Trevor Andrew, better known to some as Gucci Ghost or “Trouble” Andrew, has made recent waves with his entry into the fine art world. Not new to sharing his creative side with the world, Andrew gained a significant following when he collaborated with Alessandro Michele on Gucci pieces in 2o16, after using the globally recognized fashion house’s label in a slew of graffiti tags around New York City. Soon after, Andrew’s work made its way into the gallery space, trading articles of clothing and other unconventional mediums for the more traditional canvas. In the past calendar year, Andrew took part in both the New York and LA renditions of Punch, the attention-garnering and critically acclaimed group exhibition curated by Nina Chanel Abney at Jeffrey Deitch. Andrew is based in Los Angeles, CA, where his artistic output is constantly churning.
When did art first enter your life?
I discovered art when I was 5. My mom bought me a giant roll of paper and pastels, I loved drawing Superman. When I was 7 I started skateboarding- through that I discovered a whole word of art, music, style and way of approaching life.
How did your practice transition from fashion collaborations into the gallery scene?
I think it was a natural transition. I was creating art & imagining concepts for brand collaborations in most cases not on fashion or product to start. Using found objects or paintings to express a concept, then translating those ideas into a product. Doing a gallery show is one less step for me.
What’s a day in the studio like for you?
I usually start with coffee and some research, online, watching VHS movies, books, playing records etc . Usually get into painting, video editing, making clothes, making calls. Kinda jump from one project to another all day long in no particular order.
With so many creative pursuits, how do you find time to focus on one project?
I think a big part of what I do is having 5 projects going at the same time, it’s what keeps things fresh for me otherwise I bored. I’m also a father of 3 now so I’ve become fairly prolific when I have free time to create, no time for procrastination these days.
Is your fine art practice something you intend to continue building up?
Yes I’m always looking for ways to expand and grow, as a person and as an artist. Progression is everything.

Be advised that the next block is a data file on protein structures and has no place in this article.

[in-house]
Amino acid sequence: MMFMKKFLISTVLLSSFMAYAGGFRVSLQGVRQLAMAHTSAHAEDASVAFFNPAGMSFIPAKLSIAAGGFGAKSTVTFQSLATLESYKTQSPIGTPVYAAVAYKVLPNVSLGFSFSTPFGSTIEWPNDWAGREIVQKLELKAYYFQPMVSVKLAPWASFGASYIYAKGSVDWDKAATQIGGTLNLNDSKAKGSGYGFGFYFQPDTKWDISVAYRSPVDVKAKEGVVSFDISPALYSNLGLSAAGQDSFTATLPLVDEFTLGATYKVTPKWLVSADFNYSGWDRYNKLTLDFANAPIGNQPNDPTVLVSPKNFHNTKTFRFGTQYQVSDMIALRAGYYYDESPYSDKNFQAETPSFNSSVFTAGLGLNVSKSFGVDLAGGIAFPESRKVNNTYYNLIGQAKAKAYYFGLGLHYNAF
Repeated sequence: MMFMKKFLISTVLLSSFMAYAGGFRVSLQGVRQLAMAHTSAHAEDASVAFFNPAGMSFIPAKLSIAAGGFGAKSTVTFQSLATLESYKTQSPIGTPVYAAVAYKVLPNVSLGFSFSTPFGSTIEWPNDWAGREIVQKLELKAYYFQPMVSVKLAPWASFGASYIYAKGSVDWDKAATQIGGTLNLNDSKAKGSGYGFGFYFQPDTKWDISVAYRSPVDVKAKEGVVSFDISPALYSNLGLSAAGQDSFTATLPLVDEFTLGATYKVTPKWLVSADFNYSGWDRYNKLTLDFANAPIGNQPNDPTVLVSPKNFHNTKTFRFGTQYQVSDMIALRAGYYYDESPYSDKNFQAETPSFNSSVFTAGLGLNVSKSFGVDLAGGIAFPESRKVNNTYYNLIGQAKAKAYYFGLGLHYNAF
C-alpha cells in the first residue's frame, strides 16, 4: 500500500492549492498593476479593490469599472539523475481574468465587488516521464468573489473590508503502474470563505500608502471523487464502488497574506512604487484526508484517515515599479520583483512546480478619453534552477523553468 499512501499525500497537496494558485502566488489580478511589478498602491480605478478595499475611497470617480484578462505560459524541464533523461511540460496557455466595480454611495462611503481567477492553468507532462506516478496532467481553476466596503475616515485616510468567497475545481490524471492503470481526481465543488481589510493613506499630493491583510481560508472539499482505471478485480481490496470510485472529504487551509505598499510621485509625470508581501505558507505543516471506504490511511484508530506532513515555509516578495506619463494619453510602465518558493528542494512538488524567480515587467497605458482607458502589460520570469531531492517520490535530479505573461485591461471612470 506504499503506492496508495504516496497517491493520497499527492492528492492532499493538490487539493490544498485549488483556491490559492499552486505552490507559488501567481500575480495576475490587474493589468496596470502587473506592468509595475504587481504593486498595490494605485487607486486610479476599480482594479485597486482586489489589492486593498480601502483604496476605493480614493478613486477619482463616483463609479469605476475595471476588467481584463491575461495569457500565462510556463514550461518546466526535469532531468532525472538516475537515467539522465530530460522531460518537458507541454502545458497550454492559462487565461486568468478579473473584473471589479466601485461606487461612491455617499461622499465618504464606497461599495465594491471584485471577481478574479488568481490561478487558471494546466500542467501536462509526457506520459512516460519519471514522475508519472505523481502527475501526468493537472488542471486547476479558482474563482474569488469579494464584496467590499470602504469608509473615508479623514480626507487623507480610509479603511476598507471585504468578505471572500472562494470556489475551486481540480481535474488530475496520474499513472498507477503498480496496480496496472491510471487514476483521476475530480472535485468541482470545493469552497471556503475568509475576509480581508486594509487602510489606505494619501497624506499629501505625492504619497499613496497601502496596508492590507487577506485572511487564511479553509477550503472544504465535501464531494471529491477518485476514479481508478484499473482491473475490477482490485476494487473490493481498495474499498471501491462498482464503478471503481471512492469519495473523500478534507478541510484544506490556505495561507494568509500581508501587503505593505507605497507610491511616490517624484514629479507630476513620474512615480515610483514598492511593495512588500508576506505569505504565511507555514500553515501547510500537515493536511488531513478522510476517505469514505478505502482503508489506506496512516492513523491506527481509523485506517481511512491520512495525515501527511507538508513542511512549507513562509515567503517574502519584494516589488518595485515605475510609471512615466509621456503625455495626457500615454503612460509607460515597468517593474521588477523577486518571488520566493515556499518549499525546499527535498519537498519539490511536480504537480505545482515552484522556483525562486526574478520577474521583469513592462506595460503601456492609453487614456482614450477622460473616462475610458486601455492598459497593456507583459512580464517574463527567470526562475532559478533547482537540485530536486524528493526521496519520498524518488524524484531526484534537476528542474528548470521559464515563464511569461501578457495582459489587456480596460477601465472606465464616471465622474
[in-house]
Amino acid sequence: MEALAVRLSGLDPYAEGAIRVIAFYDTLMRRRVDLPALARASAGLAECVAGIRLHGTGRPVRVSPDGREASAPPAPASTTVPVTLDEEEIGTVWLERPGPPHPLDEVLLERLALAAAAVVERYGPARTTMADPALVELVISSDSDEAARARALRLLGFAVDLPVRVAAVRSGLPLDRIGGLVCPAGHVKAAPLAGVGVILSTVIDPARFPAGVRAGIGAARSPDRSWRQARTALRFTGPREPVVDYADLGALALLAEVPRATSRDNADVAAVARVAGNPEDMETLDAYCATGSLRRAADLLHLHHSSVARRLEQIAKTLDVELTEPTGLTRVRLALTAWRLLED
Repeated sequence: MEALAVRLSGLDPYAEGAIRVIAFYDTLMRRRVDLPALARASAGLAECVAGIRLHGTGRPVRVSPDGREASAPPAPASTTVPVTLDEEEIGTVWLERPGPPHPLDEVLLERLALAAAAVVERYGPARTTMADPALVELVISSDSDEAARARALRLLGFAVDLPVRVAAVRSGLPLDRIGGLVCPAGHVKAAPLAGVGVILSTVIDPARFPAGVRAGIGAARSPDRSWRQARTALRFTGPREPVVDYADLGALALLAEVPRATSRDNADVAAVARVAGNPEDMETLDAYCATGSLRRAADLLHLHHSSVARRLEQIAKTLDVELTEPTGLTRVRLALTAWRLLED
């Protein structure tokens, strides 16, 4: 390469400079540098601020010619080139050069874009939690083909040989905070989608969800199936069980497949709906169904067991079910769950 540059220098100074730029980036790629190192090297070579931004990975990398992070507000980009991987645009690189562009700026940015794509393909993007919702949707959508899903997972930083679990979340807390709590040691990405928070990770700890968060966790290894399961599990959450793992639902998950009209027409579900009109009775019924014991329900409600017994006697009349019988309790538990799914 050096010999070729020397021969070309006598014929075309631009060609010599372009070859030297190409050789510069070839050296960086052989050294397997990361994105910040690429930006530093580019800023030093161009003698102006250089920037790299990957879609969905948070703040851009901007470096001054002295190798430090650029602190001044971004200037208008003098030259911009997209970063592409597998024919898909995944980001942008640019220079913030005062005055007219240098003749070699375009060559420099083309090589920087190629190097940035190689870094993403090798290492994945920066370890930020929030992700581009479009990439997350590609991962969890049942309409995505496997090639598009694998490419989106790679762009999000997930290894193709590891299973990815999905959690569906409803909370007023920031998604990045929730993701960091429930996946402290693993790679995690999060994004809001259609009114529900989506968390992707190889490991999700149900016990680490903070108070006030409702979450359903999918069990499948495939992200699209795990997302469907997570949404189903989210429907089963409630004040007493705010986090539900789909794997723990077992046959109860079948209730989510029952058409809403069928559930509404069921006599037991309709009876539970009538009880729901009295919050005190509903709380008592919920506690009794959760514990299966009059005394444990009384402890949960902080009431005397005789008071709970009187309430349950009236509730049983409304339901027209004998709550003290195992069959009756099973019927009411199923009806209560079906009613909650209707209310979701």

You’ve lived and worked on both coasts. How does the art scene differ in LA from New York?
I’ve been moving around my whole life so I love change of scenery and the discovery that comes with new environment. I’m also a bit of a hermit so I would not consider myself too much a part of any scene, my studio is my scene.
We are huge fans of Punch, the vibrant group show currently on view at Jeffrey Deitch LA which Nina Chanel Abney curated. Can you tell us about your work in the show and what it means to be a part of such a prolific group of artists?
It was a total honor to be included. Jeffery is a legend. Punch NY was the 2nd show I ever did besides my first solo in 2016 so it felt special to be embraced by Nina & Deitch and such a brilliant group of artists. Punch LA was super fun for me too, I showed 4 new cowboy paintings that were a bit of a new feeling apart from my previous works shown in NY, that was exciting for me.
What’s next for you?
I’m in the middle of creating a new body of work for my solo as well as another group show I will be curating. I have my “Real buy” clothing line coming out in Jan as well as my online shop that is live now with all kinds of rare things I make, toys, prints & collectibles. I have a animated series “No work City” that I’m working on with my friend Drew Toonz. Doing some new music projects in the works as well as a museum show in Shanghai with Philip Colbert in Feb. probably like 10 other things I’m doing as well but those ones are top of the list rn.
At the end of every interview, we like to ask the artist to recommend a friend whose work you love for us to interview next. Who would you suggest?
Check out my good homie @hidjiworld he going hard rn.